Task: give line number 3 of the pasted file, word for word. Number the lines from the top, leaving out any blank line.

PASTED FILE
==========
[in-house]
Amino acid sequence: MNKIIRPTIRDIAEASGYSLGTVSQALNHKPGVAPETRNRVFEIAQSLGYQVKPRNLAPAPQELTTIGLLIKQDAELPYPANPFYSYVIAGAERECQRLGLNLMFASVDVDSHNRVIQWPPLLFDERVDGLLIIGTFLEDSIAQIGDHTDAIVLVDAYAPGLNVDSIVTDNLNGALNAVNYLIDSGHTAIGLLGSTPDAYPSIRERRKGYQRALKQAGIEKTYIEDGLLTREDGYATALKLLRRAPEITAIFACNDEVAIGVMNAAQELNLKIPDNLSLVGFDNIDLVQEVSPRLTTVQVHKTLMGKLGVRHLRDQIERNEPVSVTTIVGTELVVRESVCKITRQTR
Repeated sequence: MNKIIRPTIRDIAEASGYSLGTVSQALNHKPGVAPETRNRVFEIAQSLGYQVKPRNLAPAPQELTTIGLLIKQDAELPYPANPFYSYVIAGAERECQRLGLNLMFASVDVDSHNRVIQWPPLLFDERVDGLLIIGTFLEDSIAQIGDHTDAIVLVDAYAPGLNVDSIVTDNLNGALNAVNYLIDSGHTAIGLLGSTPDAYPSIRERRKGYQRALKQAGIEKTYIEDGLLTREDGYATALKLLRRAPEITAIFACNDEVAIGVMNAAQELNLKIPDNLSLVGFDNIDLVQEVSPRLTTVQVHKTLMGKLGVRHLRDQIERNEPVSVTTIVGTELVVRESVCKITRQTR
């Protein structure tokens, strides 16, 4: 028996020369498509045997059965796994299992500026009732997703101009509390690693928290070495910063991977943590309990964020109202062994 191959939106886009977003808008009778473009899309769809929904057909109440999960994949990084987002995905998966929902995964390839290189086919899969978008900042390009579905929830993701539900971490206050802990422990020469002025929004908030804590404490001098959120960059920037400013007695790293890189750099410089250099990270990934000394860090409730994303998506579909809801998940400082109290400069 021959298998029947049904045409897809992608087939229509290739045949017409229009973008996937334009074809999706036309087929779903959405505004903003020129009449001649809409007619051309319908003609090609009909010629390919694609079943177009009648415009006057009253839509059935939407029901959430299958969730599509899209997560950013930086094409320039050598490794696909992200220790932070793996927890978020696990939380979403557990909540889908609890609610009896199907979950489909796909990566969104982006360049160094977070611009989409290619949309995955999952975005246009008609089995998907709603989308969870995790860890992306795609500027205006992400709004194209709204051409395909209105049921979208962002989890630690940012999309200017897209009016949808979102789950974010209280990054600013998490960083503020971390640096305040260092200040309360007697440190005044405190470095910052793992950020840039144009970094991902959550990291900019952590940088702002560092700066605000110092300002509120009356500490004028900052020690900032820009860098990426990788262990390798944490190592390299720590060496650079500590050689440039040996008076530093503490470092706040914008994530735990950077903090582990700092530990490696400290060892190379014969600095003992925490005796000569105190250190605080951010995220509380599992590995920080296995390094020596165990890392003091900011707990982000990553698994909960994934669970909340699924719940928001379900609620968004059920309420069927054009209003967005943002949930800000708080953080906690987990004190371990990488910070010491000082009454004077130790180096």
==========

Repeated sequence: MNKIIRPTIRDIAEASGYSLGTVSQALNHKPGVAPETRNRVFEIAQSLGYQVKPRNLAPAPQELTTIGLLIKQDAELPYPANPFYSYVIAGAERECQRLGLNLMFASVDVDSHNRVIQWPPLLFDERVDGLLIIGTFLEDSIAQIGDHTDAIVLVDAYAPGLNVDSIVTDNLNGALNAVNYLIDSGHTAIGLLGSTPDAYPSIRERRKGYQRALKQAGIEKTYIEDGLLTREDGYATALKLLRRAPEITAIFACNDEVAIGVMNAAQELNLKIPDNLSLVGFDNIDLVQEVSPRLTTVQVHKTLMGKLGVRHLRDQIERNEPVSVTTIVGTELVVRESVCKITRQTR